No matter what field or industry you work in, chances are, you’ve felt stressed about some aspect of your job at one point or another. Maybe that stress has even gotten so overwhelming that it’s made you feel the need to seek professional medical help. When this becomes the case, you may be wondering if your workers’ compensation benefits extend to covering any such treatment.
Many people assume that workers’ comp benefits solely involve the treatment of physical injuries caused by the expected duties of the job. However, workers’ comp claims can also cover illnesses caused by the work, such as cancer, bacterial infections, and even long-term conditions like carpal tunnel. Because benefits extend to illness, it stands to reason that mental illness would fall under the umbrella of coverage. It’s just a matter of proving causation.
While proving direct causation for conditions like stress, anxiety, and other mental disorders might be more difficult than proving them for physical injuries, it’s not impossible. Especially when you have the right workers’ comp lawyer on your side.
How Mental Health Conditions May Qualify for Workers’ Comp
By definition, in the workers’ compensation system, any type of injury or illness that is directly caused by performing the required duties of your job can qualify you to receive workers’ comp benefits. The primary element in claiming those benefits comes down to proving that your work directly caused the injury or illness that needs to be treated.
Under this guise, mental health conditions that are a direct result of working conditions should be covered under workers’ comp benefits the same way physical conditions are. And again similar to physical injuries or illnesses, the mental health condition to be treated must be proven to interfere with your ability to perform your job.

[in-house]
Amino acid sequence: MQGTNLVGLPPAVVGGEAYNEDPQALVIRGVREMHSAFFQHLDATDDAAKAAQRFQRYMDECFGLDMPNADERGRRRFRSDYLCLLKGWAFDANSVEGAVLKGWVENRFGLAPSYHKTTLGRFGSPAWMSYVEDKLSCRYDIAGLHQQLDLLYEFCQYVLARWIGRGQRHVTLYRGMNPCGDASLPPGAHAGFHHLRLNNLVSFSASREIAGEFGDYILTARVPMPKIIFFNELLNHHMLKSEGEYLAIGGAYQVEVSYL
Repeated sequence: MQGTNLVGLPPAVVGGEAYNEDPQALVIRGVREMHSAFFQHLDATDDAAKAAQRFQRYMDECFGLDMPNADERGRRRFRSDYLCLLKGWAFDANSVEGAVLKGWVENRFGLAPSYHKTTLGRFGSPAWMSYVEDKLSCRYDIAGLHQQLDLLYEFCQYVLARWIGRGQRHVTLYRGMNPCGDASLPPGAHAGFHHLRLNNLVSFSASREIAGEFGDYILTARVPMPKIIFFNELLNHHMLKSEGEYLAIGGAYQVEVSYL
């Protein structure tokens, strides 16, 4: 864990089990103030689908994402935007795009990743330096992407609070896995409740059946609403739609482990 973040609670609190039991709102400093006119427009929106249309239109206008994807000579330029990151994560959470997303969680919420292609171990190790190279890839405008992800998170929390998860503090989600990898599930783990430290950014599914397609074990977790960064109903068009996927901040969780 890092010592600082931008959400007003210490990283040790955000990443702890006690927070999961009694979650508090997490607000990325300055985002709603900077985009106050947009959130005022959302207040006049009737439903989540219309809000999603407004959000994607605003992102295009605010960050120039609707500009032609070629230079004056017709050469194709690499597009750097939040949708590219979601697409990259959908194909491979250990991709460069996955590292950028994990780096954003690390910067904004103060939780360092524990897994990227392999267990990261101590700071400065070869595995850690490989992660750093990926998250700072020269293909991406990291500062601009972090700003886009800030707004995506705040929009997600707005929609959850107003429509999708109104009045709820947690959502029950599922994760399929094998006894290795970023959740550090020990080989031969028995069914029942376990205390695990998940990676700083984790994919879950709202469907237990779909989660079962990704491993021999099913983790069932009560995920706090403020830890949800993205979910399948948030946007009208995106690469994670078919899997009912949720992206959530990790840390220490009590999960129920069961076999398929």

Though many people feel mental stress and anxiety as a result of their jobs, these feelings rarely directly keep the employee from performing the work expected of them. When it can be proven that the workplace has led to mental health detriments so severe, they prevent the employee from doing the job expected of them, then there may be argument for using benefits to address those issues.
That isn’t to say, however, that work-induced stress and anxiety can never be covered by workers’ compensation benefits. There are an array of professions and scenarios that may certainly result in such severe stress and anxiety that it keeps an employee from performing their duties as needed. For example, a nurse or a doctor who works in the emergency room of a hospital may see so much daily trauma in their patients that it induces incredible anxiety when any new patient comes through their doors. When a medical professional attempts to perform their job under anxiety, they become less reliable to make sound judgement calls. In the medical field, lax judgement can lead to grave mistakes. That being the case, this could be a scenario in which said healthcare worker might receive workers’ comp benefits to help them address their anxiety and hopefully get back to working as normal.
Causation and Workers’ Comp Claims